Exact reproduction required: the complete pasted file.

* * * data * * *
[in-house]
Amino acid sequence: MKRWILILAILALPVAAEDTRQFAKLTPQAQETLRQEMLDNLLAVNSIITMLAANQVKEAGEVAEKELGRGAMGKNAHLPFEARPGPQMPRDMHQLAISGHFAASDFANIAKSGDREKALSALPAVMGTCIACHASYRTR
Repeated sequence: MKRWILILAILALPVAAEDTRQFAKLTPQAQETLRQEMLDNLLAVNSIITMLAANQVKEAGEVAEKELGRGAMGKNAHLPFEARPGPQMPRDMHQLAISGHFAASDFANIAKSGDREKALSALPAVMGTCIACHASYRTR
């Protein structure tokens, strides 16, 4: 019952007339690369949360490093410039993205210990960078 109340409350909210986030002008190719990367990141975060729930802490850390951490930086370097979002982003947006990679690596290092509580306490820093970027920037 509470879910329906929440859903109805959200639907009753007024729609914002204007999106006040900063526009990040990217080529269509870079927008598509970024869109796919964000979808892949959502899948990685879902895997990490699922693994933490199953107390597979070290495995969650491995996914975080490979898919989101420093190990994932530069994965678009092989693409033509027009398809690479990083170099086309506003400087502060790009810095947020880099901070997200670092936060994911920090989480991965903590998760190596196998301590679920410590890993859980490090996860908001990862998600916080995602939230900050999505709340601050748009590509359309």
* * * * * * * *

[in-house]
Amino acid sequence: MKRWILILAILALPVAAEDTRQFAKLTPQAQETLRQEMLDNLLAVNSIITMLAANQVKEAGEVAEKELGRGAMGKNAHLPFEARPGPQMPRDMHQLAISGHFAASDFANIAKSGDREKALSALPAVMGTCIACHASYRTR
Repeated sequence: MKRWILILAILALPVAAEDTRQFAKLTPQAQETLRQEMLDNLLAVNSIITMLAANQVKEAGEVAEKELGRGAMGKNAHLPFEARPGPQMPRDMHQLAISGHFAASDFANIAKSGDREKALSALPAVMGTCIACHASYRTR
């Protein structure tokens, strides 16, 4: 019952007339690369949360490093410039993205210990960078 109340409350909210986030002008190719990367990141975060729930802490850390951490930086370097979002982003947006990679690596290092509580306490820093970027920037 509470879910329906929440859903109805959200639907009753007024729609914002204007999106006040900063526009990040990217080529269509870079927008598509970024869109796919964000979808892949959502899948990685879902895997990490699922693994933490199953107390597979070290495995969650491995996914975080490979898919989101420093190990994932530069994965678009092989693409033509027009398809690479990083170099086309506003400087502060790009810095947020880099901070997200670092936060994911920090989480991965903590998760190596196998301590679920410590890993859980490090996860908001990862998600916080995602939230900050999505709340601050748009590509359309």